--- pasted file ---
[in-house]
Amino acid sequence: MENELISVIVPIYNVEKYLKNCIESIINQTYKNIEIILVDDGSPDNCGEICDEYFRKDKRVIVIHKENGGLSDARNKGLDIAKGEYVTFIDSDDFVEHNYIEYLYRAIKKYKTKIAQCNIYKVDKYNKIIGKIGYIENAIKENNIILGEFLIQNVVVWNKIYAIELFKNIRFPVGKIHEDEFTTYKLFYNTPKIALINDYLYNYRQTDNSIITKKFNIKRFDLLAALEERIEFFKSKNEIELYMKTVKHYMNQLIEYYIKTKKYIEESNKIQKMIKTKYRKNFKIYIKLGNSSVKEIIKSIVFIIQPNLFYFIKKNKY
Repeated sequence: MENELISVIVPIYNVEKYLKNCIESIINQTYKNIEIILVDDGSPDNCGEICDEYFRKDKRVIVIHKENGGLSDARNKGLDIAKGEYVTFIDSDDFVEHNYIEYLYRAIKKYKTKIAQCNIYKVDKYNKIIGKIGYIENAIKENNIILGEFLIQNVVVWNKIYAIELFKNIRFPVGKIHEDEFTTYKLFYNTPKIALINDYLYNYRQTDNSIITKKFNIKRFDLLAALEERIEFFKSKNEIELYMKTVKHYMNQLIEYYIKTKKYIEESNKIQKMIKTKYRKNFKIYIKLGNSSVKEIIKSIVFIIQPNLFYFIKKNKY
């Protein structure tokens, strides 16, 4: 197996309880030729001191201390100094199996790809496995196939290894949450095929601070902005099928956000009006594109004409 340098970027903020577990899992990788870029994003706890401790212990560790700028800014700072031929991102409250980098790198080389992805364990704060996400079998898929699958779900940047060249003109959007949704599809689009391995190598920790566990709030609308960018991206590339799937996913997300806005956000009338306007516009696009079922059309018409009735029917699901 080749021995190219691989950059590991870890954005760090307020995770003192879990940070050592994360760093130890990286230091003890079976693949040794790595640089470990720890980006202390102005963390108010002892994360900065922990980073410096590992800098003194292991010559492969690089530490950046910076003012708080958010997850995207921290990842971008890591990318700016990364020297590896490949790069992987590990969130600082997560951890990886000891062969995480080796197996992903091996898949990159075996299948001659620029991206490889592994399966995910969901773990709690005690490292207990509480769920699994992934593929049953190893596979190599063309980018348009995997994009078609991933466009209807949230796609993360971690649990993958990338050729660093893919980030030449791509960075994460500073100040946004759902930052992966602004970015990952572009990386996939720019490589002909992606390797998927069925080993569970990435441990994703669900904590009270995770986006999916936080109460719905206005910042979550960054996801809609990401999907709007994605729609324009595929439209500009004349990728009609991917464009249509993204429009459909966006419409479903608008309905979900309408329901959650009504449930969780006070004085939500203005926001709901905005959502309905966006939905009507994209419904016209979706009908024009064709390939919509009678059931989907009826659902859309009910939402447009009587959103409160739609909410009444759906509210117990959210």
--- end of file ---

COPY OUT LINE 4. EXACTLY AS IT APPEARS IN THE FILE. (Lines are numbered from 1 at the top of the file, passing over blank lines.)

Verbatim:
């Protein structure tokens, strides 16, 4: 197996309880030729001191201390100094199996790809496995196939290894949450095929601070902005099928956000009006594109004409 340098970027903020577990899992990788870029994003706890401790212990560790700028800014700072031929991102409250980098790198080389992805364990704060996400079998898929699958779900940047060249003109959007949704599809689009391995190598920790566990709030609308960018991206590339799937996913997300806005956000009338306007516009696009079922059309018409009735029917699901 080749021995190219691989950059590991870890954005760090307020995770003192879990940070050592994360760093130890990286230091003890079976693949040794790595640089470990720890980006202390102005963390108010002892994360900065922990980073410096590992800098003194292991010559492969690089530490950046910076003012708080958010997850995207921290990842971008890591990318700016990364020297590896490949790069992987590990969130600082997560951890990886000891062969995480080796197996992903091996898949990159075996299948001659620029991206490889592994399966995910969901773990709690005690490292207990509480769920699994992934593929049953190893596979190599063309980018348009995997994009078609991933466009209807949230796609993360971690649990993958990338050729660093893919980030030449791509960075994460500073100040946004759902930052992966602004970015990952572009990386996939720019490589002909992606390797998927069925080993569970990435441990994703669900904590009270995770986006999916936080109460719905206005910042979550960054996801809609990401999907709007994605729609324009595929439209500009004349990728009609991917464009249509993204429009459909966006419409479903608008309905979900309408329901959650009504449930969780006070004085939500203005926001709901905005959502309905966006939905009507994209419904016209979706009908024009064709390939919509009678059931989907009826659902859309009910939402447009009587959103409160739609909410009444759906509210117990959210």